So I picked up and YYF One and a YYF Replay Pro and they were waiting for me in the mail when I got home from work yesterday, I quickly managed to get the beginner section of tricks down, and while it still somewhat inconsistant have the trapeze as well, stuck on brain twister at the moment, but figure I should have that soon, all of this is with my YYF One, at what point do I start trying to learn to bind and start using the Replay? I know there isn’t going to be a perfect answer, just looking for feedback and recomendations
It’s completely up to you. I started unresponsive pretty much right away and I don’t regret it.
yea the choice is ultimately up- to you if you feel that your ready then go for it. Learning to bind will be frustrating at first but once you get it it’s awesome.
When you get tired of being repeatedly bit by your yoyo when you want it to stay down, thats when.
Like many others, I started with UR, but spent some time with fixed axle back in the day, so it wasnt really a “start” but rather a pick-back-up-after-15-years type gig.
First trick i learned was a bind so i mean really you could start now. Whatevers comfortable for you.
NO…the FIRST trick you learned was a sleeper! You can’t bind without first throwing a sleeper! ;D
If you can bind and you feel like you want to try unresponsive, do it. If you don’t succeed after you’ve practiced for a while, stop and practice with the One again. Repeat until you are truly ready.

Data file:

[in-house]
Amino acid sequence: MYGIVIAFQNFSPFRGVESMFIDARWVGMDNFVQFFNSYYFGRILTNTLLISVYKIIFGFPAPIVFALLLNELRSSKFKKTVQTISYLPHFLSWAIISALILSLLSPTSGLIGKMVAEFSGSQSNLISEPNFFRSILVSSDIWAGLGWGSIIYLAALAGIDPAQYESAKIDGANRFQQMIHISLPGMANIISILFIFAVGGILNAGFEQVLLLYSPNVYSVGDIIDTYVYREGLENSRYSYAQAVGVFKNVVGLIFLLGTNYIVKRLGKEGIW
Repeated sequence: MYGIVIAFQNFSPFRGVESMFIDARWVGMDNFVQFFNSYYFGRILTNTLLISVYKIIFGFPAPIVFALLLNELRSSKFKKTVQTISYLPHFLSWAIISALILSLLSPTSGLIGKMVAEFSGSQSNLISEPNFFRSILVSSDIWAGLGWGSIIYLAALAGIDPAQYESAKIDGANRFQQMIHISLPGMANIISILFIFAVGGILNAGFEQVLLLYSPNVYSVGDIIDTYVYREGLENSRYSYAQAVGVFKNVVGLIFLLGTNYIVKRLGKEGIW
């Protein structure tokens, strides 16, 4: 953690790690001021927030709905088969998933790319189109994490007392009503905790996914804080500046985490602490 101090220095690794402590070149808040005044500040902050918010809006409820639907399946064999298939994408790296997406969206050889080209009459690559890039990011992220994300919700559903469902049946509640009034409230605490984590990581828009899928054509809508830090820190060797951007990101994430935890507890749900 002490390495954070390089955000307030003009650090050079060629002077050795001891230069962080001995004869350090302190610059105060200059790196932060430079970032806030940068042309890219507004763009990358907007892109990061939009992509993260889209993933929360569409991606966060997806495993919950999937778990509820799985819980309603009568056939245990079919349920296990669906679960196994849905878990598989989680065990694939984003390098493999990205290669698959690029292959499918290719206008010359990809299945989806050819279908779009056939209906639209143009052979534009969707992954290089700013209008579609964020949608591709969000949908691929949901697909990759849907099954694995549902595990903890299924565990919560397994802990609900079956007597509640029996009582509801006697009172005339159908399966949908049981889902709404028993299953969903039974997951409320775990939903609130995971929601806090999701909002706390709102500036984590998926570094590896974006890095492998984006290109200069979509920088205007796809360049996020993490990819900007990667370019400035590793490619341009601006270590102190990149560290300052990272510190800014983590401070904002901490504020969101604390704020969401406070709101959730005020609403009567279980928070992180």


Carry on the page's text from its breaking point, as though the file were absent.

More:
I went unresponsive after a month. It just felt right at the time.
Not sure what would be different had I started unresponsive.
I went unresponsive after 4 years but I didn’t know about it all that time
I’m still really comfortable with Butterflies and Imperials after that though.
I went straight to unresponsive. Might as well jump right into it if you know thats where your headed. After you learn to bind its way better than getting your hands abused everytime you try a new trick. Learning to bind shouldnt be that hard, i had it down in a couple days.
If you think the tricks you want to learn are best learned on an unresponsive yoyo, switch right away.
You don’t need to “pay your dues”. You owe it to yourself to have fun. That’s all. If unresponsive is grabbing your interest more, there’s no need to wait.
Me, I switched pretty much as soon as my Raider went unresponsive. My first binds were on an unresponsive Raider as I waited for the New Velocity to arrive in the mail.
When I first learned how to yoyo I started out with an unresponsive yoyo. I would recommend everyone start out that way, unless they plan on getting into looping.
After a couple weeks I went unresponsive, I got tired of un intentional returns during tricks busting my knuckles.
This is a great topic. I’m actually on the other end of the spectrum. I started unresponsive (I had no idea what I was getting myself in to…) and now I’m actually trying to go responsive, because I feel like I missed something.
Seeing peoples’ responses about getting their hands abused is making me feel like maybe I should just stay unresponsive.
As it stands, I feel like I missed something, because even trying to hit a trapeze with a responsive yoyo is crazy hard without my hands getting into a fight with my yoyo. Would seem that by keeping the string tighter makes it perform like it should (or like I want it to) and that playing unresponsive is almost cheating because a small tension mistake won’t bite me back…
Having said all that, I’d say jump on in. I’ve spent the better part of a week doing nothing but sleepers and trapezes and working on binding them and throwing straight.
Do a mixture of both. Mastering both is important.
If I were you I’d get a No-Jive Once you master that everything’s gonna be easy.